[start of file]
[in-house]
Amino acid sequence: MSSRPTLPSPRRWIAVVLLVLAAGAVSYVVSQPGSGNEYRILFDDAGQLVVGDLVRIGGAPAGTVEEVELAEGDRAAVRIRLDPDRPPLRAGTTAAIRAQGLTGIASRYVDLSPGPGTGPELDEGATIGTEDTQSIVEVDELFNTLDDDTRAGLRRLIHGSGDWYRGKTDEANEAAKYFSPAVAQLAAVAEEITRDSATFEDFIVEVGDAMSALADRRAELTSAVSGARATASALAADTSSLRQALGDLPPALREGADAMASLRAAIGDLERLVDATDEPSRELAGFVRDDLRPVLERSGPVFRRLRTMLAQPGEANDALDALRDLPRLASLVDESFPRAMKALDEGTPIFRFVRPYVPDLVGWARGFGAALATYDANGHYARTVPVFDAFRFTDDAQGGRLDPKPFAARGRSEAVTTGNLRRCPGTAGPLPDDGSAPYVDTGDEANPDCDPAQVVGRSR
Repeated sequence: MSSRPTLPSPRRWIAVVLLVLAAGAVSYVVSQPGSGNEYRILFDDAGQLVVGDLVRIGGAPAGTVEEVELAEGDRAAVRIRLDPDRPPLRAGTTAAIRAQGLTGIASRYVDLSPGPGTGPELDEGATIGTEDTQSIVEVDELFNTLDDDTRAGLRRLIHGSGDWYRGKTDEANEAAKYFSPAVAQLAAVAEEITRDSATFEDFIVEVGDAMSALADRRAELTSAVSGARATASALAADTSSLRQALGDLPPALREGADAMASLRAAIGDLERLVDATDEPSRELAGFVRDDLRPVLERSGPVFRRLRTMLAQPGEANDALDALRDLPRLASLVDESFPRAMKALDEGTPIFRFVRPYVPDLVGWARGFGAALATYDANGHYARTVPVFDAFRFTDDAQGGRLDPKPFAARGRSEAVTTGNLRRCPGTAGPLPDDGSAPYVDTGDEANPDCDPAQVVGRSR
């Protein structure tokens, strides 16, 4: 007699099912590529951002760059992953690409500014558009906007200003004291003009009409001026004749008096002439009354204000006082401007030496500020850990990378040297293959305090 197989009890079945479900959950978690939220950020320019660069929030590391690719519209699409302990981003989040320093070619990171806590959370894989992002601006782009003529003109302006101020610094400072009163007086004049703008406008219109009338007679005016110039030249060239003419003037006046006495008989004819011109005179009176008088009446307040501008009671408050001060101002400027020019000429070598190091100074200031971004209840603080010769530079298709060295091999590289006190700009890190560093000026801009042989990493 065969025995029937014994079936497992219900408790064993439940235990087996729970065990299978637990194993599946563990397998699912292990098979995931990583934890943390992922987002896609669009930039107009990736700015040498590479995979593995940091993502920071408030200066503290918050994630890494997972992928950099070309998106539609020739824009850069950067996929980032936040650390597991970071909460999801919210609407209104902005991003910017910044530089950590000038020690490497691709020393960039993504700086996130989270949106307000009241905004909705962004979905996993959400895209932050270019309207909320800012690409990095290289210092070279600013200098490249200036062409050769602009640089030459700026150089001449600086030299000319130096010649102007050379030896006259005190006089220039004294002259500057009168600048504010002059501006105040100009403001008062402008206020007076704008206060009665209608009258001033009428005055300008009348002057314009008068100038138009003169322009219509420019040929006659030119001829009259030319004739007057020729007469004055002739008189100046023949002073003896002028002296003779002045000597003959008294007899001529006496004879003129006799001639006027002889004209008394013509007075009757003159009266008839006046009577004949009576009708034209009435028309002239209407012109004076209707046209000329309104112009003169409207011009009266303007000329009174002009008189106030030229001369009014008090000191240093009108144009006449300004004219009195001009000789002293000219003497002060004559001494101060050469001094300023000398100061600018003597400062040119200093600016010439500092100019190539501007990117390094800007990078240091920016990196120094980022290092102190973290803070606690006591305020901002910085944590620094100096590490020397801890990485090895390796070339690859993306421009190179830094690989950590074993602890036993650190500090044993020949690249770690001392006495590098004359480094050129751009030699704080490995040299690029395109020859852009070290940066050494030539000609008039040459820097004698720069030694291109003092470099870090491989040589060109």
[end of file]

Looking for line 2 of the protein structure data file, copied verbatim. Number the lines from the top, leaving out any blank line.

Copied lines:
Amino acid sequence: MSSRPTLPSPRRWIAVVLLVLAAGAVSYVVSQPGSGNEYRILFDDAGQLVVGDLVRIGGAPAGTVEEVELAEGDRAAVRIRLDPDRPPLRAGTTAAIRAQGLTGIASRYVDLSPGPGTGPELDEGATIGTEDTQSIVEVDELFNTLDDDTRAGLRRLIHGSGDWYRGKTDEANEAAKYFSPAVAQLAAVAEEITRDSATFEDFIVEVGDAMSALADRRAELTSAVSGARATASALAADTSSLRQALGDLPPALREGADAMASLRAAIGDLERLVDATDEPSRELAGFVRDDLRPVLERSGPVFRRLRTMLAQPGEANDALDALRDLPRLASLVDESFPRAMKALDEGTPIFRFVRPYVPDLVGWARGFGAALATYDANGHYARTVPVFDAFRFTDDAQGGRLDPKPFAARGRSEAVTTGNLRRCPGTAGPLPDDGSAPYVDTGDEANPDCDPAQVVGRSR